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MLS and U.S. Soccer need synergy, and changing the schedule is the key

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The MLS schedule is holding us back, and it’s something that should be looked at fixing.

MLS: All-Star Game Mark J. Rebilas-USA TODAY Sports

As United States Men’s National Team fans and the U.S. Soccer Federation look for ways to avoid repeating the disaster of failing to qualify for the World Cup again, it is inescapable that the Stars and Stripes will need the help of Major League Soccer. This will be a difficult process for the league, and indeed these changes may never come. There is a tension between MLS and the USMNT that was most obviously displayed while Jurgen Klinsmann managed the team. MLS is a business, and the model it has adopted is often times at odds with the interests of the national team.

In 2014, after getting bounced from the World Cup in a tournament that the USMNT managed a win, a draw, and two losses in, Klinsmann criticized MLS by saying the league was hurting the national team. For his part, MLS Commissioner Don Garber responded by saying that the manager was wrong about MLS not being as good of a league as the European ones Michael Bradley and Clint Dempsey had been playing in and that the manager’s comments would hurt MLS.

But, if MLS continues to advocate for the status quo when it comes to their league:

MLS cannot simply reject calls to change or the criticism that it hurts the USMNT will continue.

There were rumblings last month that one change might be considered by the league: changing the MLS playoffs so that they would begin after the November FIFA break. Of course, that was before the team failed to qualify for the World Cup, but at the very least it shows the league is open to change.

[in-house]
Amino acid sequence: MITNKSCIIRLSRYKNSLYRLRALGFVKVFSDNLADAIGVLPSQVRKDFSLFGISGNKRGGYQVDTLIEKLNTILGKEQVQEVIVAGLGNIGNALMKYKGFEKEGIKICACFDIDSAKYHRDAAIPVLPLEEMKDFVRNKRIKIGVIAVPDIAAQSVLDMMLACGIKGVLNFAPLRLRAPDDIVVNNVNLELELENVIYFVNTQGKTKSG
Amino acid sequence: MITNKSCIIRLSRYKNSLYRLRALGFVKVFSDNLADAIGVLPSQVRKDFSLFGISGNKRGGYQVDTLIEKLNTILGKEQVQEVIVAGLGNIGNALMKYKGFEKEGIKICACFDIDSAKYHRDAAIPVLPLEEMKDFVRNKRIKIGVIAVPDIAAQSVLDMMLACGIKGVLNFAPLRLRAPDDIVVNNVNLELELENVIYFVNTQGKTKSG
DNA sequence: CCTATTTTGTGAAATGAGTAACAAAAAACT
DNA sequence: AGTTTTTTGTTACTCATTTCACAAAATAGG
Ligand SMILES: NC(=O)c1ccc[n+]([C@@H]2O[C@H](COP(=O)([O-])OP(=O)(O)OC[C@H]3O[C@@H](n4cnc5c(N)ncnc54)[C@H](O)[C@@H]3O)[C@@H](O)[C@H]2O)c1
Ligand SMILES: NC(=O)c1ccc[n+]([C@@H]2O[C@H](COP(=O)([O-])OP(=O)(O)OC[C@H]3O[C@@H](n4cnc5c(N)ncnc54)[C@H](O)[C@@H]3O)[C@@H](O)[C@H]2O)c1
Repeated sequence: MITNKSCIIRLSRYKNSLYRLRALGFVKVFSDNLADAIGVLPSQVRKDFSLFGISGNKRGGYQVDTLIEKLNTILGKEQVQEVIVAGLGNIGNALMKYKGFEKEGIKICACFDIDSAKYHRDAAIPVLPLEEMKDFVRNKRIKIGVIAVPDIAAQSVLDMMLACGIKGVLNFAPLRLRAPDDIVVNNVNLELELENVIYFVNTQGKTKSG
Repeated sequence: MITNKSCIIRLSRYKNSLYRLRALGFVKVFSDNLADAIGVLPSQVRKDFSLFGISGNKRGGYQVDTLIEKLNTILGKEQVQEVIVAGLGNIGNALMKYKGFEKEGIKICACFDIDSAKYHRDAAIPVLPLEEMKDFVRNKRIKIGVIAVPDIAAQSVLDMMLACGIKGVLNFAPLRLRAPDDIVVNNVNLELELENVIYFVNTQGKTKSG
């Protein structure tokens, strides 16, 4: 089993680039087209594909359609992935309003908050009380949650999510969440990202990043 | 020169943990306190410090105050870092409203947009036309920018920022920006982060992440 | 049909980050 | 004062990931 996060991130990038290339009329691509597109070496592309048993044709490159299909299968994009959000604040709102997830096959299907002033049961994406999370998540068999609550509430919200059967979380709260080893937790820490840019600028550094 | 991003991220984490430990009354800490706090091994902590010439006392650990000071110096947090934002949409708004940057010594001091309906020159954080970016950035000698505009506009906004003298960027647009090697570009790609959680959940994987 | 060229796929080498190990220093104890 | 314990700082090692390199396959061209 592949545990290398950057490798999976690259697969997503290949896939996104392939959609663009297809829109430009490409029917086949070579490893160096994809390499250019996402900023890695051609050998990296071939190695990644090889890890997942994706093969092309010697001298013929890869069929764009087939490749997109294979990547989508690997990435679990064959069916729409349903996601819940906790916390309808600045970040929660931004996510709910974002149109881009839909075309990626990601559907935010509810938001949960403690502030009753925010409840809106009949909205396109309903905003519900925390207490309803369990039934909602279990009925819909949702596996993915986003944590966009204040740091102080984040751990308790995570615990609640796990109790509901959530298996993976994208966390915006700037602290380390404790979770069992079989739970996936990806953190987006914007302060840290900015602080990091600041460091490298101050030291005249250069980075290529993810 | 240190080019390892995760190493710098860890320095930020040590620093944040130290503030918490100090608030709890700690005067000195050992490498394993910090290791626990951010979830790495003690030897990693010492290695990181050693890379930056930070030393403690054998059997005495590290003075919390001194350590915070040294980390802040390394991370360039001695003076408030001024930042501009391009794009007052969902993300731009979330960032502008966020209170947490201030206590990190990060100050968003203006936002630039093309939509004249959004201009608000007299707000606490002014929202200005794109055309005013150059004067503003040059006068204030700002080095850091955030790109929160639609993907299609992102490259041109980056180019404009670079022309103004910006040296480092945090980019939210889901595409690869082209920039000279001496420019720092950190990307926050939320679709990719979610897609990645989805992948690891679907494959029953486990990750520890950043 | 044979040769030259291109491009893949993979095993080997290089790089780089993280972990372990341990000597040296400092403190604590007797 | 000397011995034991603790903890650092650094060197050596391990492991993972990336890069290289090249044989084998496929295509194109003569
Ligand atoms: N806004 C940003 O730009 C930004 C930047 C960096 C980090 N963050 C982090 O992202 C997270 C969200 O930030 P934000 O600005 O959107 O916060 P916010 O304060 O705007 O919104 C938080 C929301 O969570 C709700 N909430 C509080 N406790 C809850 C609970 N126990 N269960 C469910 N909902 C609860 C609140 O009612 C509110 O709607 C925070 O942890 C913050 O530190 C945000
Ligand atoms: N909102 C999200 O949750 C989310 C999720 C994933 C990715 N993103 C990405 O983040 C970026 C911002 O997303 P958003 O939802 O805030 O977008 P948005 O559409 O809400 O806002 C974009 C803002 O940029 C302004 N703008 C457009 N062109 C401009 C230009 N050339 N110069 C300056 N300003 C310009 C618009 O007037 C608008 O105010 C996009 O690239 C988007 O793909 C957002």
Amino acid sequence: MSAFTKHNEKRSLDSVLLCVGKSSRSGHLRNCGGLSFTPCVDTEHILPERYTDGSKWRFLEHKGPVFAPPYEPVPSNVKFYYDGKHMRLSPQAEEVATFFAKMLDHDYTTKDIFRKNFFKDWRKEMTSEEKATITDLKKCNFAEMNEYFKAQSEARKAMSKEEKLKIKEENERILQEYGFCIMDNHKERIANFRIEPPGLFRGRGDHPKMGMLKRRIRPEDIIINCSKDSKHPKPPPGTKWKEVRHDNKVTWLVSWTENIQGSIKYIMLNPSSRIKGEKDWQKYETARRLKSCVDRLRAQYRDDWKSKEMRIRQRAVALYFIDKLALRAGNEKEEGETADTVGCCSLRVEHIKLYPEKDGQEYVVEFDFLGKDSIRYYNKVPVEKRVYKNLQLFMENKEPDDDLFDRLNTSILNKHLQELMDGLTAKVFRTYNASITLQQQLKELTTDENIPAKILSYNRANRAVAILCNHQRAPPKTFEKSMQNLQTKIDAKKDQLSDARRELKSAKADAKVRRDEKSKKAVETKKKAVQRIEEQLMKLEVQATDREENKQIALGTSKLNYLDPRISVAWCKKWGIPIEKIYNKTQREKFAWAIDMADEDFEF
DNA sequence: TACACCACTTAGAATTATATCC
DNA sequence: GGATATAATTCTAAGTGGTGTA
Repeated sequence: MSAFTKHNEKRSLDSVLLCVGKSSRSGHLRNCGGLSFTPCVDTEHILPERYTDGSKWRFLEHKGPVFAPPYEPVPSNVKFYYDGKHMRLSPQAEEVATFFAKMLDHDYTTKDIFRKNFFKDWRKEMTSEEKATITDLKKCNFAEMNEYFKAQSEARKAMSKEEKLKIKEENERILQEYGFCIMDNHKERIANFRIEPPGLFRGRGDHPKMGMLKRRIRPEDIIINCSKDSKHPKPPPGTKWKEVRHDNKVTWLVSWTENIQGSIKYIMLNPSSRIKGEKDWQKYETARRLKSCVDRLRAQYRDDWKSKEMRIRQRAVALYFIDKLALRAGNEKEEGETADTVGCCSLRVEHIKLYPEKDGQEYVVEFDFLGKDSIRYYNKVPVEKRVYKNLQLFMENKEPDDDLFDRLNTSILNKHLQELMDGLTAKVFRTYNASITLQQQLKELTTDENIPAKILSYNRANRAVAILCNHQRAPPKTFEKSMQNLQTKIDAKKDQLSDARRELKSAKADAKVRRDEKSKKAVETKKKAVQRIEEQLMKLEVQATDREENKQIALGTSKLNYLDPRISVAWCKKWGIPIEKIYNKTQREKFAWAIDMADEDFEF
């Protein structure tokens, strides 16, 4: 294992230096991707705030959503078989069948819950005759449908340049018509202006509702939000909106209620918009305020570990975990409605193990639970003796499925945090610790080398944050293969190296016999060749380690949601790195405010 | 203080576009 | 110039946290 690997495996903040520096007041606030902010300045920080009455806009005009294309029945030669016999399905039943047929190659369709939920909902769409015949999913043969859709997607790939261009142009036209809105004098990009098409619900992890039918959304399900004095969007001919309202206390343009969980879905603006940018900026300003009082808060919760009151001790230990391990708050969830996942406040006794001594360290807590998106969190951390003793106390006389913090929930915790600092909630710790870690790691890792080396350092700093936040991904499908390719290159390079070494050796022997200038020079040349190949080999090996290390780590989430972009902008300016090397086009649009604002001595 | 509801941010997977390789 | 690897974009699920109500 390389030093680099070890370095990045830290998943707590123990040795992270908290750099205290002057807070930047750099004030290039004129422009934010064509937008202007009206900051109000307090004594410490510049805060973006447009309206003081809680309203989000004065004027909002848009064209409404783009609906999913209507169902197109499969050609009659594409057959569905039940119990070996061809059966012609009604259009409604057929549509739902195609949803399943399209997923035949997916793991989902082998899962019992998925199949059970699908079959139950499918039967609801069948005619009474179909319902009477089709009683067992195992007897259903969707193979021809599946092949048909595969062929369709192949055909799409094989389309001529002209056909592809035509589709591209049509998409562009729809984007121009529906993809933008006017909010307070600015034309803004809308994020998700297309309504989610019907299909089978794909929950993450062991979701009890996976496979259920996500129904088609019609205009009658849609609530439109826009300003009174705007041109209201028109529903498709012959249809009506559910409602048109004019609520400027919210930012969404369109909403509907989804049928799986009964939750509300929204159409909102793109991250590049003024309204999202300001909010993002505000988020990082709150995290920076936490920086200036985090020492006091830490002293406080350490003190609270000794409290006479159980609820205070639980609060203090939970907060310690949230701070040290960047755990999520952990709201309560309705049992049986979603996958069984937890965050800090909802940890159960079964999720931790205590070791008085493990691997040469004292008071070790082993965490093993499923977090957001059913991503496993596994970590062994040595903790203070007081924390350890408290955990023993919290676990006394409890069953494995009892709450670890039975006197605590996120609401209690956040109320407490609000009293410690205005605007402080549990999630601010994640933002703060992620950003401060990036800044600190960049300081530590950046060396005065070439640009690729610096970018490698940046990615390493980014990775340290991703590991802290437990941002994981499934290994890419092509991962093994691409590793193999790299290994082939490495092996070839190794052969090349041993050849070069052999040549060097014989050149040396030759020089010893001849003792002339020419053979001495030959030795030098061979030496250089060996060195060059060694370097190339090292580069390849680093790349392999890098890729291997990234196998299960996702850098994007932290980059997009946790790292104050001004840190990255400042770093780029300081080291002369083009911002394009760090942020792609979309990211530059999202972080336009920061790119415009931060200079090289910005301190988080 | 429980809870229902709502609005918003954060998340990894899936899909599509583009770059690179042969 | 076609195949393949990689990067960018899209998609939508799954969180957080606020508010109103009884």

However, changing the playoff schedule is not what the league should do, it needs to adopt the fall (late summer) to spring schedule that the rest of the top five leagues in the world play. It can keep the playoffs and hold onto MLS Cup, but adopting the scheduling norms of the best leagues in the world will help MLS and the USMNT. This issue, among many others, was discussed on a recent episode of the Total Soccer Show, and the entire podcast is worth a listen.

There are obvious obstacles to implementing this kind of schedule. The main one is weather. It is cold in cities like Denver, Kansas City, Salt Lake City, Toronto, Montreal, Boston, New York, Chicago, St. Paul, Columbus, Washington, and Philadelphia between December and February. But guess what? That doesn’t stop places like Norway and Russia from playing the same schedule as the rest of the world. They have come up with an elegant solution to things like cold and snow: they take a break in the winter.

Geography is often seen as a detriment to soccer in the U.S., but the diversity of regions where there are MLS teams is a benefit in this case. The league could take a break starting in early December, a month the league feels comfortable playing its championship game in, and start up again in February with games scheduled in cities with warmer weather or that have domed stadiums like Atlanta, Vancouver, and Montreal. This would not be difficult to plan for, all that is lacking is the will to move the league in this direction.

There would be obvious benefits to the USMNT for the league to adopt this schedule. For one thing, it would be in line with leagues in the rest of the world so national team players in MLS would be in form for tournaments and friendlies played during normal international break periods. It would also eliminate a gap between October and March for players whose teams do not reach the MLS playoffs. Players like Paul Arriola and Kellyn Acosta, for example, who did not make the playoffs will have 146 days between competitive matches assuming MLS re-starts around the same time in March it did this season.

What’s more, there are reasons for MLS to adopt this system. The league will not be holding its playoffs while the World Series, college, and pro football are in full swing. What’s more, it is super hot in nearly every single part of the United States and even southern Canada all summer long. Nobody wants to go to Orlando and play a game that kicks off at 4PM in July. It would also ensure that teams will be more prepared for the CONCACAF Champions League, which starts for MLS teams in February, because there won’t be a huge gap between October, or even late November and early December, and March when teams from Mexico and elsewhere in the region are in mid-season form.

It is time to stop asking what are we doing. It’s time to start asking what are we going to do so that answers and solutions to these issues can be found and resolved.